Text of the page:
“50 percent of life is attitude. The other 50 percent is…
ATTITUDE” someone once said. Attitude is not only defined exclusively in terms of one’s disposition. Disposition counts for 50% and perspective the other 50%. The perspective piece is interesting especially at this time in world, and more directly American, history. Someone once said “attitude reflects leadership”. Our two major political parties are currently displaying America’s version of democracy while they pick the leadership options from which voters will select a President in 2016.
It is with keen interest that many people view the candidates’ slings and arrows of outrageous accusations and grandiose claims. It is the righteousness that seems difficult, for many, to accept. If 100 percent of life is attitude and attitude reflects leadership then if the candidates thoughtfully considered a perspective other than their own, and acknowledged its value, perhaps voters would as well? Similarly, those already in leadership positions, like the US Congress, would then, arguably, reflect that thoughtful attitude? Candidates currently articulate positions diametrically opposed to that of many people (often the majority) with such conviction and righteousness that they seem incredulous that anyone could possibly disagree, or worse, are stupid for the disagreement. If they considered that while they represent those with a certain view, finding another viewpoint valuable and relevant, albeit different, would not make them lesser or weak. In fact, it might actually make them wiser, more thoughtful and enlightened?? Especially for those in a position of national power, where legislation affects the entire nation, could considering the value of alternative perspectives allow them to give more individuals a sense of ownership in the US democracy and thereby improve the attitude of those who participate in it?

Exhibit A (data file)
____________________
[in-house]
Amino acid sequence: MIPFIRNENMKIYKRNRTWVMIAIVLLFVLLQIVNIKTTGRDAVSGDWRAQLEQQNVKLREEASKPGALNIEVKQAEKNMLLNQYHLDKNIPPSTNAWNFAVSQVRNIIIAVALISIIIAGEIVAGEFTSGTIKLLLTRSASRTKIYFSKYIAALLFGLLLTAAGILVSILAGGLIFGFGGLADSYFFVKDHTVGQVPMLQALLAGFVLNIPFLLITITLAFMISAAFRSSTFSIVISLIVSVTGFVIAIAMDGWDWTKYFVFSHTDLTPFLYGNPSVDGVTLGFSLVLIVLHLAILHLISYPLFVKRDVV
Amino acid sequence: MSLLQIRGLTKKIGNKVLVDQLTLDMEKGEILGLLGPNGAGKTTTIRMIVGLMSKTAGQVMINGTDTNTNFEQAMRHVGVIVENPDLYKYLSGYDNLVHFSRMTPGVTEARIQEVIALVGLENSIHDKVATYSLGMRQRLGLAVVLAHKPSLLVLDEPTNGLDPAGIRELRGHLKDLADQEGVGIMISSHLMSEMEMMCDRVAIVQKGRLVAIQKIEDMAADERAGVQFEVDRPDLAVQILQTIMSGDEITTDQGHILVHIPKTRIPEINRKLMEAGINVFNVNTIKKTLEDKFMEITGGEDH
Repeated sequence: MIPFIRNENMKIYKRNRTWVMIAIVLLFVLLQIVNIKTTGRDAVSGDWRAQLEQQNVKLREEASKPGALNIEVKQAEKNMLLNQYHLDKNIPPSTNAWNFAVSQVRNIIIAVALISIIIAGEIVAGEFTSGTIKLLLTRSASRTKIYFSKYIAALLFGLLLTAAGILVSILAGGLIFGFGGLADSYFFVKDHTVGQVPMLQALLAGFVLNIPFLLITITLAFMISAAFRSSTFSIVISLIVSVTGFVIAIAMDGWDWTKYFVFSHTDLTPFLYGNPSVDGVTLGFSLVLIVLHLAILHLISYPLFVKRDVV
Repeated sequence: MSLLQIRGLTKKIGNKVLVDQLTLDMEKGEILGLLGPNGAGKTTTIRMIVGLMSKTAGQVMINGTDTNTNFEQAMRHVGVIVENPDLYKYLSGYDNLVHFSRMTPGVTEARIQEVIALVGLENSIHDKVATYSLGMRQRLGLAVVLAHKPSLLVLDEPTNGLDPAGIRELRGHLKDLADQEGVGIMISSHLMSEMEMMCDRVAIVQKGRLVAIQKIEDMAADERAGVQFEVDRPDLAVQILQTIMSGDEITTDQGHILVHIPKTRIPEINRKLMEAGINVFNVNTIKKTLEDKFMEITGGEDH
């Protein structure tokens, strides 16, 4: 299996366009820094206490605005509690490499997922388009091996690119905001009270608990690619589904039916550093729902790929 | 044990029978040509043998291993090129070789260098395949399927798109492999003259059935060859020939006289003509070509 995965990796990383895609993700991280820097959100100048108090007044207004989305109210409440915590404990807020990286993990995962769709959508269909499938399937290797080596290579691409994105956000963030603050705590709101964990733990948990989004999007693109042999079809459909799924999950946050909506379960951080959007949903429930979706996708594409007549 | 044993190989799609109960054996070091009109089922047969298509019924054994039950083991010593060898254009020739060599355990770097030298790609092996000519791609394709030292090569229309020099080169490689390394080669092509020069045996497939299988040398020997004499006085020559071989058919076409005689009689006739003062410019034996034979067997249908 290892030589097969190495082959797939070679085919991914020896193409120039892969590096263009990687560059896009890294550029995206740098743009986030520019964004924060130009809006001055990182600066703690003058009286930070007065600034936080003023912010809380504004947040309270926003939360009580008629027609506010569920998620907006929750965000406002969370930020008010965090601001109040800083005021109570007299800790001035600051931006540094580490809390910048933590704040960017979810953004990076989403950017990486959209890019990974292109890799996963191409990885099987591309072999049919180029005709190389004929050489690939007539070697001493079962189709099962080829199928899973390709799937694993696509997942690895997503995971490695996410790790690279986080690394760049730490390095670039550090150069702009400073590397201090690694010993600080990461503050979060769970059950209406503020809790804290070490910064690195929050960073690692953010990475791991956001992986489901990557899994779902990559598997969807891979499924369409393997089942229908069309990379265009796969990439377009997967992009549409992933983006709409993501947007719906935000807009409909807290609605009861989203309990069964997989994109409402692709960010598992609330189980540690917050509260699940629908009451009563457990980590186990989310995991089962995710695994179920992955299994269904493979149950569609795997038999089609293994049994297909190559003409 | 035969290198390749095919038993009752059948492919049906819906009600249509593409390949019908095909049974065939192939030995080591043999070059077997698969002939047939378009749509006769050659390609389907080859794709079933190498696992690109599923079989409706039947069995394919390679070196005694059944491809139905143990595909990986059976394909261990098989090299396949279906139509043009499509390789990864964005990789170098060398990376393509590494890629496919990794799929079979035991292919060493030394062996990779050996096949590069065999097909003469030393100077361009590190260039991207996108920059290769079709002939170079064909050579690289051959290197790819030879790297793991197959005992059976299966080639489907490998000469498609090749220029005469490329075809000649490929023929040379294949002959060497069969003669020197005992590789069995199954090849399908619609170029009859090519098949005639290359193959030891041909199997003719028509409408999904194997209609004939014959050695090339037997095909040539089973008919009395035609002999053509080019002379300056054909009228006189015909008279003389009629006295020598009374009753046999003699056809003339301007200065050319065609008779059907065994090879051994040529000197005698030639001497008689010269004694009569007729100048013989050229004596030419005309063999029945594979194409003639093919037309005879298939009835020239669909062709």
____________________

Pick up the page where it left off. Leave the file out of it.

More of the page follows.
If the voters reflect the attitude of the leaders and the leaders’ attitude considered more viewpoints would that not result in a more tolerant, thoughtful debate and greater investment in the process by more individuals? Would greater involvement from more people and thoughtful acceptance and consideration of varied viewpoints create a more vibrant and less bombastic debate? Would that not lead to a far more invested electorate and thereby create a more informed, and therefore better, democracy? If every person running for office made their focus and ultimate goal the electorate’s greater awareness, involvement and understanding of the issues would our democracy not be all the better for it? If 50% of life is attitude and the other 50 % is, well… attitude, then the answer seems to be: yes. Let us hope then that our politicians get an attitude adjustment.